In what is almost becoming a broken record Grey again tried to get the sides to the mediation table, he was again ignored. Grey also at this times sent requests to France and Germany asking the countries to guarantee Belgian neutrality in any coming conflict. France immediately sent a response to Britain agreeing to guarantee this neutrality. Germany refused this guarantee, claiming that to agree to Belgian neutrality would give France too much information about its plans in the coming war. Along with their response to the question of Belgian neutrality, France sent along a request for Britain to guarantee assistance to the French. The British did not provide this guarantee to the French. Finally, Germany, knowing at this point about France’s military preparations that began the previous day, demanded that France declare her intentions in the conflict. The reply from France was simply that France would “act in accordance with her interests.”

This is the first time we have mentioned Belgium and they would play a very important role in how Britain got involved in the war. Belgium had gained their independence from the Netherlands in 1831 during a 9 year conflict that was triggered due partially to religious differences and a dominance of politics by the Dutch. In 1831, just one year into the conflict the de facto independence of Belgium was recognized by five European powers at the London Conference. The countries included Britain, France, and Prussia. All five countries present guaranteed Belgium’s independence permanently. Eight years later in 1839 these countries met again and formalized this agreement in the Treaty of London. This treaty expanded upon the agreement made at the London Conference by adding a clause to also guarantee Belgium’s neutrality in any future conflicts. Germany would violate this agreement in 1914.

When the war started Belgium was ruled by King Albert the first who had became king upon the death of his father in 1909. After advocacy by the military leaders in Belgium he had agreed to begin military reforms in 1913 as well as put universal conscription in place to swell the ranks of the military. These reforms had just begun in 1914 and they were not scheduled to be completed until 1926. When the Germans would cross the Belgian border in a few weeks the Belgian army would be comprised of just 265,000 men, facing almost 1.5 million Germans. Obviously outclassed the Belgians anchored their defense around the large fortress cities of Liege, Namur, and Antwerp. In episode 8 we will be discussing these cities and the German action in Belgium in much greater detail. For now we are getting a bit ahead of ourselves.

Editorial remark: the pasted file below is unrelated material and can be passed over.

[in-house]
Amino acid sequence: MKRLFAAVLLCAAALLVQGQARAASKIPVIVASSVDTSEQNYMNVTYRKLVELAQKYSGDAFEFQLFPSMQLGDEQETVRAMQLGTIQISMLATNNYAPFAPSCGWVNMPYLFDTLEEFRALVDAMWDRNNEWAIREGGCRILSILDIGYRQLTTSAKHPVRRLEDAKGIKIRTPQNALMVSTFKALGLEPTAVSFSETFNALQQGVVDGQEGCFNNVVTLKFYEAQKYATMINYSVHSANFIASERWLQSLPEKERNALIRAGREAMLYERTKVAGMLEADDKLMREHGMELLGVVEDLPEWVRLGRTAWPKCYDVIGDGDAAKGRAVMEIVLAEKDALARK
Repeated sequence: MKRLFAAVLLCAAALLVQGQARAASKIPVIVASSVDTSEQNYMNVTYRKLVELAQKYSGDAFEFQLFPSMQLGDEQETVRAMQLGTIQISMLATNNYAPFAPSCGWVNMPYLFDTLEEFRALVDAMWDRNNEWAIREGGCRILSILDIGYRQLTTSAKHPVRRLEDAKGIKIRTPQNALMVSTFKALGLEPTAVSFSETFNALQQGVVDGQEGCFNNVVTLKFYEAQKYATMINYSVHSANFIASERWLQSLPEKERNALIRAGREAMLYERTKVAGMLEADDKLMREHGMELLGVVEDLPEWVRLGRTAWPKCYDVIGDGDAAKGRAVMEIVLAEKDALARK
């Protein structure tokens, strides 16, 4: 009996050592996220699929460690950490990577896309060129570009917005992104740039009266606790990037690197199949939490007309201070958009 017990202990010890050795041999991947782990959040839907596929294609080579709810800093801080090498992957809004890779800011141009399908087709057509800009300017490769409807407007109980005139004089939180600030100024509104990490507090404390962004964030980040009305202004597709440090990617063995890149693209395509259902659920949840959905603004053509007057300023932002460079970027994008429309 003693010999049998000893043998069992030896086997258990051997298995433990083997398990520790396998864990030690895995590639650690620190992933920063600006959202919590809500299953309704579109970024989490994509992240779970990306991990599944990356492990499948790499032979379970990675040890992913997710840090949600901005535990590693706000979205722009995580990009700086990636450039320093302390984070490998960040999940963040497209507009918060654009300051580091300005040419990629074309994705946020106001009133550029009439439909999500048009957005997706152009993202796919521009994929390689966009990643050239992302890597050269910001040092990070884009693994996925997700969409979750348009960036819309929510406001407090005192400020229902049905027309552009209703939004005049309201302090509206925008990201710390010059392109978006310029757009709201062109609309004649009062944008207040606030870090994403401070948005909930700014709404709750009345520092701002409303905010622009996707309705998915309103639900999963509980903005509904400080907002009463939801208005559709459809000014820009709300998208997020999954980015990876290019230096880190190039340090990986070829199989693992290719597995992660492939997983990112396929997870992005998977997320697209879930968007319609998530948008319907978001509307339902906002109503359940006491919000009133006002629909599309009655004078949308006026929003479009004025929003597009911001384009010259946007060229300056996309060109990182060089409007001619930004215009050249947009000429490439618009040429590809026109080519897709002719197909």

On August 1st, after learning of Austria’s order for full mobilization which was given the day before, Russia refused Germany’s demand that she stop all war preparations. Upon receipt of this rejection Germany ordered mobilization to begin, this prompted France to also order mobilization. Germany then declared war on Russia. After these mobilizations began the war no longer a hypothetical and instead it was a certainty, the only question was who would attack first. On August the first the third member of the Triple Alliance, Italy, declared neutrality in the conflict. On the second of August Britain promised naval protection to France, but did not mention any involvement of the army.

As Germany’s mobilization accelerated they demanded access into Belgium from the Belgian government. Belgium knew that to reject this request would mean war with Germany, something Belgium was not prepared for. However on the next day, August the third, Belgium rejected the German access demands. On the very next day, August the fourth Germany would cross the border into Belgium. After Germany crossed the border Britain declared war on Germany on August the fourth. Upon hearing the news that Britain had declared war over the issue of Belgian neutrality Bethmann-Hollweg was surprised that they would begin a war over what he called a “scrap of paper.” Finally, just to finish up the lines between all the dots, on August the sixth Austria declared war on Russia and Serbia declared war on Germany.

After over a month of diplomatic maneuvering Europe was at war. The sides in the coming conflict were finally assembled and the troops were marching all over Europe. On one side was Russia, France, Britain, Serbia, and Belgium and on the other were just Germany and Austria-Hungary. It will be four long years before Europe is once again at peace. Next week we will finally, and I know I promised this weeks ago, look at the plans the military masterminds all over Europe had dreamed up for how they would win a European war. The opening moves of these plans will begin next week and we will follow them through their success and failures until the end of the year.